It is possible to download and build your own custom version of Panda that will be thread-safe. It’s just a matter of turning on the appropriate flag when you build. This will, of course, add a bit of additional runtime overhead to manage the mutexes, and it will make everything run a little slower, but it will also allow you to perform multiple interactions with Panda in separate and parallel threads.

One easy application for this, for instance, is to load models asynchronously, so that you can continue rendering while you are loading models in the background.

It is also theoretically possible to run collisions in a separate thread. Of course, how your application deals with collisions that happen asynchronously to your movement commands is another can of worms altogether. Probably you don’t really want to run collisions asynchronously, since that would introduce really weird artifacts.


Thanks David,

If you let me quote you,

(read in this thread given by Arkaein, thanks !)

I think this is the real problem, and I’ll try to fix it.

You talk about running in parallel the graphics rendering and the python application. If I remember well my DirectX experience, the vertexbuffer & indexbuffer are filled or modified and then uploaded to the graphic card memory. I think that is done asynchronously because I had to lock the buffers when accessing them in write mode (so I guess it’s because the render is accessing them in parallel). It’s the same with render to texture (ie, downloading data from the graphic card memory), you have to lock all the graphic resources.

If I understand well, the current release of Panda (1.3.2) makes the application wait during such transfers ?
I know it actually performs the mathematical transformations consequently to the application tasks (not in parallel) and I have understood that you are working on making it parallel ; I’m only wondering about the data transfer.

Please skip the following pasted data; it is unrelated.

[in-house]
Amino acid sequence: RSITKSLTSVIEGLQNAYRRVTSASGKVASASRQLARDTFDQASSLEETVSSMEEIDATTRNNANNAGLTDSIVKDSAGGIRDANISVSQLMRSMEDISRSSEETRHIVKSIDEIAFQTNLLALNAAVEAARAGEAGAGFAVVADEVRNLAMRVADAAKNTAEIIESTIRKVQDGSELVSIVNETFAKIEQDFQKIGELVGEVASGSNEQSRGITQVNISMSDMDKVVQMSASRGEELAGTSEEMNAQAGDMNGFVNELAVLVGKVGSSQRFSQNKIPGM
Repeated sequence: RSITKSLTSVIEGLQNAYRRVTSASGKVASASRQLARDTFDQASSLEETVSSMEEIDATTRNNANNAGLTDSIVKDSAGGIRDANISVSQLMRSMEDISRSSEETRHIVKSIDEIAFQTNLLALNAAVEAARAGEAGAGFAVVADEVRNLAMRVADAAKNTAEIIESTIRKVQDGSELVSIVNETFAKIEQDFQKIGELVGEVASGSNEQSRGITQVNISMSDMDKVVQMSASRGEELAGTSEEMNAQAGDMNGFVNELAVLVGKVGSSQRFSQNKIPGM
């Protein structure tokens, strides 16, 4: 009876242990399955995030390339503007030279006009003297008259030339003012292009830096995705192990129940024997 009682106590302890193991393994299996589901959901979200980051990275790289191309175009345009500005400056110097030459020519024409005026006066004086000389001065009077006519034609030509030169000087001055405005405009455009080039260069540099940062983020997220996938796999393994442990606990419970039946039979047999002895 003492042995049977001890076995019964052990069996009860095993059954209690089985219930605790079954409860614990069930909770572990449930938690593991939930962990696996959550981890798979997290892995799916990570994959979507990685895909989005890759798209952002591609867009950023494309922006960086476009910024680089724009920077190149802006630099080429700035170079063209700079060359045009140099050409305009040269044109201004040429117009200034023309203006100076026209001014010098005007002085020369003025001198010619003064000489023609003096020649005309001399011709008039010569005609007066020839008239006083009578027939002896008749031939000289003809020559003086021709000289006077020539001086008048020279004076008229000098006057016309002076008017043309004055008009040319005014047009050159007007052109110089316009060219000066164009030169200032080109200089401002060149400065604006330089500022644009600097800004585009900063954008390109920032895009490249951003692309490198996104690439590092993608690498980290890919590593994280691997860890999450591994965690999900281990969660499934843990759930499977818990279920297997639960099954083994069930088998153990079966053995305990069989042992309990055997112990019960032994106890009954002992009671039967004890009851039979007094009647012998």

I don’t know how it works with OpenGL and I admit that the successive call of glFunction still intrigues myself.

About multiprogramming you are certainly right. The problem with games is that you don’t do anything else on your computer when playing, and then your multi-core CPU isn’t really useful, though it is when you work with classical desktop apps.
The industry seems to take the multi- way and I’m wondering how to take advantage of this.

About loading in the background, it seems to be already implemented in PandaLoader, am I wrong ?

PS : I would like to encourage you as much as I can in your work, and I would like to thank you for all the detailed answers you give on the forum.

OK, let me clarify a bit: Panda does work in parallel with your graphics card operations, such as data transfer, as it stands today. Panda will issue a bunch of drawing commands to the graphics card, and then go on to begin the next frame, while the graphics card is still working on the drawing commands we sent it last frame.

I’m talking about parallelizing CPU-based operations. That is, the actual issuing of graphics commands is currently single-threaded with your application: your Python application does some stuff, and then it calls base.graphicsEngine.renderFrame() (this happens in the igloop task), and while Panda is processing the frame and issuing commands to the graphics card, your Python application is waiting. This is why you see only 50% utilization on a dual-core machine. (You don’t see the statistics on what your graphics card is doing while your Python application is running).

PandaLoader has an interface to load models in the background, but it will not actually load them this way unless Panda has been compiled with thread support enabled.


Ok thank you, that’s clear for me now.